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Mostly vanilla JS state-based UI

Today, I wanted to share a tiny new library I released for creating state-based UI with mostly vanilla JS. Let’s dig in!

What’s state-based UI?

State-based UI is an approach to building dynamic websites.

With state-based UI, you have a data object, and you specify how the UI should look based on different conditions in your data.

let data = {
	wizards: ['Gandalf', 'Radagast', 'Merlin']

 * Create an HTML string from the data
 * @param  {Object} props The data object
 * @return {String}       The HTML string
function template (props) {

	// If there are no wizards, show a message
	if (!props.wizards.length) {
		return `<p>There aren't any wizards yet.</p>`;

	// Otherwise, show a list
	return `
			${ (wizard) {
				return `<li>${wizard}</li>`;


// Render the UI
let app = document.querySelector('#app');
app.innerHTML = template(data);

If the state of your data changes, you re-render the UI.

// Add a new wizard

// Re-render the UI
let app = document.querySelector('#app');
app.innerHTML = template(data);

Unlike traditional DOM manipulation, with state-based UI you never worry about what the DOM currently looks like you.

You update your data, then render the HTML for that UI.

Challenges with vanilla JS and state-based UI

There are three challenges with creating state-based UI with vanilla JS.

Most state-based UI libraries (like React and Vue) are reactive. When your data updates, the UI is automatically re-rendered. You don’t need to do anything. It just happens.

Earlier this week I looked at how to create reactive data with Proxies, so this one is relatively easy to solve.

Generating HTML from third-party data is also dangerous. You can expose yourself to cross-site scripting (XSS) attacks. Most state-based UI libraries have HTML sanitization built in (though a few do not 😱).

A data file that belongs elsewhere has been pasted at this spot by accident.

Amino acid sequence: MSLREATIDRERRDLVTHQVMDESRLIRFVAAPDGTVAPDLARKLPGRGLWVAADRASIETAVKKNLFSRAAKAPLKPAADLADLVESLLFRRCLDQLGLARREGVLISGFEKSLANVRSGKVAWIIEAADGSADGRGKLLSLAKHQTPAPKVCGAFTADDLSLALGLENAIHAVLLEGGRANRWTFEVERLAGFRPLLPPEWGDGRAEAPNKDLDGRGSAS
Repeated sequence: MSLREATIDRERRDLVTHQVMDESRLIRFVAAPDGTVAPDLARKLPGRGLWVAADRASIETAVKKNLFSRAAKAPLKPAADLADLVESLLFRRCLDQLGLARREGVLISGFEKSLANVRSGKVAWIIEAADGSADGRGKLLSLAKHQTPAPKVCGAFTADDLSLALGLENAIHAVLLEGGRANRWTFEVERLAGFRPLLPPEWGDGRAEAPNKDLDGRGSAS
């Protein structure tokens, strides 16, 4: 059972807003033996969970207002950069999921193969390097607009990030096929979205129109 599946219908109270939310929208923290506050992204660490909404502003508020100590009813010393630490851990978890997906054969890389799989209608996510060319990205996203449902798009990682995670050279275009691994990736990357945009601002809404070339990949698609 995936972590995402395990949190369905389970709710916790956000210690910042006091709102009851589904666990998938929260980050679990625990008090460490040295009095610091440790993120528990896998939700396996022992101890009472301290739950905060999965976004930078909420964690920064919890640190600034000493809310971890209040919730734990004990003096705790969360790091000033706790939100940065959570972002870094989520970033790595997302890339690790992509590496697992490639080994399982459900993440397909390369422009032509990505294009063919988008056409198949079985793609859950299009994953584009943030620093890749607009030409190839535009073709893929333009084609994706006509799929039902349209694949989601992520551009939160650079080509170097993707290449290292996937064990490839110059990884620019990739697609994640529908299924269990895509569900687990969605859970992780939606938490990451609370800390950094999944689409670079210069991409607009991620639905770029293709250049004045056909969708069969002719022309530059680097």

There’s an HTML Sanitizer API in development, but it’s still experimental and not globally supported in any browser. For now, you’re on the hook for doing it yourself, and it’s difficult and annoying.

But the biggest challenge, in my opinion, is DOM diffing.

When you use the Element.innerHTML property to update the DOM, you wipe out and repaint every node inside your parent element.

This is bad for performance, can break any attached event listeners, and wipes out any information entered into forms and editable elements. It also removes focus from any elements inside the rendered content, creating an accessibility issue.

State-based UI libraries use a process called DOM diffing to determine what’s different between the desired UI and the current UI, and then selectively update just the things that have changed. The library does the manual DOM manipulation stuff for you.

Unfortunately, there’s no browser-native diff() method that can do this for you, and it’s really complicated.

Introducing Reef

I created Reef a few years ago to better understand how tools like React and Vue work under-the-hood.

It’s now on version 12. For much of its existence, it provided a simpler syntax than bigger libraries but followed a lot of the same conventions that they used.

But I’ve always wanted something that was mostly just vanilla JS, with a few helpers for the hard stuff.

Reef v12 finally hits that goal, I think. It includes just three helper functions:

  • store() creates a reactive data store
  • render() sanitizes HTML strings and diffs them into DOM
  • component() listens for store() changes and automatically runs render() when that happens

Here’s an example of a simple component written with it.

// Create a reactive data store
let data = store({
	greeting: 'Hello',
	name: 'World'

// Create a template function
function template () {
	let {greeting, name} = data;
	return `<p>${greeting}, ${name}!</p>`;

// Create a component
// Renders into the UI, and updates whenever the data changes
component('#app', template);

// The UI will automatically update
data.greeting = 'Hi'; = 'Universe';

Reef also batches multiple changes into a single render for performance.

You can load it with a script element or import it as an ES module. It also supports tree-shaking, so if you only need one or two functions, you can import just what you need and keep your script tiny.

The whole library is just 1.6kb gzipped and minified.

Learn more at